Home » Blogs » Mental Health Awareness » Helping Children Get Started on Homework and Other Tasks

Helping Children Get Started on Homework and Other Tasks

homework-help-2-467x267Initiation is the ability to recognize independently when it is time to start on something and using one’s resources to do so. The ability to get started on a task is important for school functioning and negotiating daily routine. Children depend on adults to let them know when it is time to begin and end a task. As kids get older, we expect to see a gradual transition from external cues to trigger the start function to internal management of this executive skill.


Below, I listed interventions that you can implement with your child who has trouble initiating a task.

  • Provide external structure in the form of general guidelines, cues and support. Talk about the importance of homework by laying out guidelines according to your values and your child’s needs. For example, you may tell your child ” Nancy, I think it will be good for you to get some physical activity before you start your homework. Let’s plan for 45 minutes of outside play after you come home from school. Then a quick snack and you will start your homework. Once you have finished your homework and your chores, you can watch television or play a game.”
  • Develop schedules and routines: Set up a daily homework time that is consistent from one day to the next. Provide verbal reminders to help your child be aware of the time until the behavior becomes a routine. Sit down together with your child each day and review homework assignments. Plan out approximately how long each task will take and then plan out the evening based on the homework demands.
  • If your child rushes through their homework in order to get free time, designate a homework hour. For example, homework time might be from five to six o’clock. If your child finishes their homework with time to spare, have them read a book. Only homework and reading are allowed during this time.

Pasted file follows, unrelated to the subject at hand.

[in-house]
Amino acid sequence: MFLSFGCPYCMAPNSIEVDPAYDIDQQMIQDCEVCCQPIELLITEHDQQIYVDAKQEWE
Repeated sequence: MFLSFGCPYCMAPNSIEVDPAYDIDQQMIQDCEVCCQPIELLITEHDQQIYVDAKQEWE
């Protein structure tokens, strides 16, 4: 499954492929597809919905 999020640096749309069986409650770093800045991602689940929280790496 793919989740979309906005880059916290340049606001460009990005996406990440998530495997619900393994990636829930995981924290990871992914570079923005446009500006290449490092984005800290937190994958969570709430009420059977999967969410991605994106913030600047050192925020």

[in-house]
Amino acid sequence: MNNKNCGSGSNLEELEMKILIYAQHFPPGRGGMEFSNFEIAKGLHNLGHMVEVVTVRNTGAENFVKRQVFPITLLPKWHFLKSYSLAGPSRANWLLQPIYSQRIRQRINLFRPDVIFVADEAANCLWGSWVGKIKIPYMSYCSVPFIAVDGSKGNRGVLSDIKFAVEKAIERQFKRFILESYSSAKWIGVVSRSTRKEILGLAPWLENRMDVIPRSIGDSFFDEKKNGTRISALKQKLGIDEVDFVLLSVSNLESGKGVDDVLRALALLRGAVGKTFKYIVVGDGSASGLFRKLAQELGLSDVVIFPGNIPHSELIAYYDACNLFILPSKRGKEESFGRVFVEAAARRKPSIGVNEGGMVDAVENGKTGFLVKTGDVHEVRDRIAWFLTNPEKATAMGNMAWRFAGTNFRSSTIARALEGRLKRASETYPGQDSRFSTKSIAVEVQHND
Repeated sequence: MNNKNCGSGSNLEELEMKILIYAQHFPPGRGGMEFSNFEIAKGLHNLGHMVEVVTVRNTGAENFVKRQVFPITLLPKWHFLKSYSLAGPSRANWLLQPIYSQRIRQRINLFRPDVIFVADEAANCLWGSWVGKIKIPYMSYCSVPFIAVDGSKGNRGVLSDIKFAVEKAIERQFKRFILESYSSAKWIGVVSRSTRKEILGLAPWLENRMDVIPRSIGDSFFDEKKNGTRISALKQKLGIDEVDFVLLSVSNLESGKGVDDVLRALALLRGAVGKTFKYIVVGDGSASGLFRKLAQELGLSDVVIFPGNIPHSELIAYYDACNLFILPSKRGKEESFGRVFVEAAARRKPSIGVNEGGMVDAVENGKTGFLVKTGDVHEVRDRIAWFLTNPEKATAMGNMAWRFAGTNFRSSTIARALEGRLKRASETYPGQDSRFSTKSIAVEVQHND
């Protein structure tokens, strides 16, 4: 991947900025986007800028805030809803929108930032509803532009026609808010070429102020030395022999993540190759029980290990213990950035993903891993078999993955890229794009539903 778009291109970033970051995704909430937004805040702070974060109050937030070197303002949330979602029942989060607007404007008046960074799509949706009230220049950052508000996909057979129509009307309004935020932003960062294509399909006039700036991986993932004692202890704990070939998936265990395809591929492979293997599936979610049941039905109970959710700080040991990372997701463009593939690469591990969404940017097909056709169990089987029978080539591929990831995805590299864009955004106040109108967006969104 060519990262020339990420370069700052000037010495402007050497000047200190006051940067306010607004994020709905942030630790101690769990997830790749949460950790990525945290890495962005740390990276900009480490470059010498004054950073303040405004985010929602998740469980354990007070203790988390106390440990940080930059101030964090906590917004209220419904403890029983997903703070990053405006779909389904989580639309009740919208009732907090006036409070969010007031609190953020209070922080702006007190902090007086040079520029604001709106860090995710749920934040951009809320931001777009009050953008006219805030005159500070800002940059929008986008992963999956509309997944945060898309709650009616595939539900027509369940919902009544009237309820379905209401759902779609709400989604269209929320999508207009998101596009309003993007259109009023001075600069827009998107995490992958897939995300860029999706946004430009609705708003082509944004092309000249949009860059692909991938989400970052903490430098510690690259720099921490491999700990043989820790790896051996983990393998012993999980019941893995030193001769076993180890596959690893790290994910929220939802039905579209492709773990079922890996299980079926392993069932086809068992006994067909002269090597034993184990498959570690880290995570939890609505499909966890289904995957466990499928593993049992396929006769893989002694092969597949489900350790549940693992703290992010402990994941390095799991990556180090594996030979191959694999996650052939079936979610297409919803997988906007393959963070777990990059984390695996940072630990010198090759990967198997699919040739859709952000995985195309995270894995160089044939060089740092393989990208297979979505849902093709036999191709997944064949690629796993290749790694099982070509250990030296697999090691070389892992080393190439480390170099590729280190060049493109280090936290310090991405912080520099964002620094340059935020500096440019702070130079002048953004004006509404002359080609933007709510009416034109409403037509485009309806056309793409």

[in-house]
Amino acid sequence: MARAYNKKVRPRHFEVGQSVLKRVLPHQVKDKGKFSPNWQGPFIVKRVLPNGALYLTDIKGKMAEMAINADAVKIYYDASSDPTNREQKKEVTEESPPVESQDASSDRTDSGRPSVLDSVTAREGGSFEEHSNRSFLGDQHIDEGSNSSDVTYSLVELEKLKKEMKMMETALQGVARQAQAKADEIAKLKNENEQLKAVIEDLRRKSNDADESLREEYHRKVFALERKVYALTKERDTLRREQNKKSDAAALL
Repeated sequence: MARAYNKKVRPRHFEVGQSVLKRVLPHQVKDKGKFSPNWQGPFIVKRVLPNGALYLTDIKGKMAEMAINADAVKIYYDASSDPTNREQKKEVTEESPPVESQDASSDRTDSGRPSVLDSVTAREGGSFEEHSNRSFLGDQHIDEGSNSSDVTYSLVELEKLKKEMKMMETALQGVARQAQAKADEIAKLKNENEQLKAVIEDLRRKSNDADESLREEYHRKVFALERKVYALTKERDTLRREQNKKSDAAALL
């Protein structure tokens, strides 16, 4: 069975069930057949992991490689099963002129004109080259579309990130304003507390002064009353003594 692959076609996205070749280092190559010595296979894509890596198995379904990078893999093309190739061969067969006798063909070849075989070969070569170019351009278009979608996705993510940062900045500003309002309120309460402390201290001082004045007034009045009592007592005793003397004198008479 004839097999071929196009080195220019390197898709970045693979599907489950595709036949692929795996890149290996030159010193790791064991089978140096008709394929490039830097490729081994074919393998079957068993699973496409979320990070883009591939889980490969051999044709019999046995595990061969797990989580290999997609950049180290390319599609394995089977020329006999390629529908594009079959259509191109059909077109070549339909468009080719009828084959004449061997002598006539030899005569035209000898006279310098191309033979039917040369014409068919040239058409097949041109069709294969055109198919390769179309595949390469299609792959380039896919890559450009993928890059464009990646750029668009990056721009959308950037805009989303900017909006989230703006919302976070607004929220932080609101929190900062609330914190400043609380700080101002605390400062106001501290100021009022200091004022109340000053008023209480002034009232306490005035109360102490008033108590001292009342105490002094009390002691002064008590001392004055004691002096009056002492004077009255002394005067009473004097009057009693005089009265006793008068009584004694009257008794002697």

• Use technology: A timer can be set to cue a child to begin a task. Countdown timers can be set so that an alarm goes off at a specific time and your child knows when play time is over and work time starts.
  • Start the task with your child: Some kids stare at their assignments and feel stuck starting it. Try talking through the assignment with them until they have started the assignment on their own.
  • Use rewards and natural consequences to motivate behavior: Play a game by measuring how long it will take for the child to start a task. Reward the child for improving on his best time. Reward completion of homework by doing activities that they prefer such as playing outside, playing a board game, etc. Use natural consequences to motivate behavior. For example, you can say, “Chris, homework has to be done before TV time. I know you want to watch the game. The game starts at 8 o’clock, so start your homework now or you will miss the game.”

We all have a hard time sometimes starting on something that needs to be done. This is also true for children who may have executive weaknesses. More immediate consequences may help them get started. What are some strategies that have helped you or your child to start a task?

 Image taken from
Helping Children Get Started on Homework and Other Tasks

Helen Nieves

Helen Nieves is a Licensed Mental Health Counselor and Certified Attention Deficit Consultant Specialist. She teaches ADHD on line and is on the Advisory Board at The American Institute of Health Care Professionals. She also received advanced training in Rational Emotive Behavior Therapy and in Grief Counseling.

No comments yet... View Comments / Leave a Comment



APA Reference
Nieves, H. (2015). Helping Children Get Started on Homework and Other Tasks. Psych Central. Retrieved on July 2, 2020, from


Last updated: 16 Apr 2015
Statement of review: Psych Central does not review the content that appears in our blog network ( prior to publication. All opinions expressed herein are exclusively those of the author alone, and do not reflect the views of the editorial staff or management of Psych Central. Published on All rights reserved.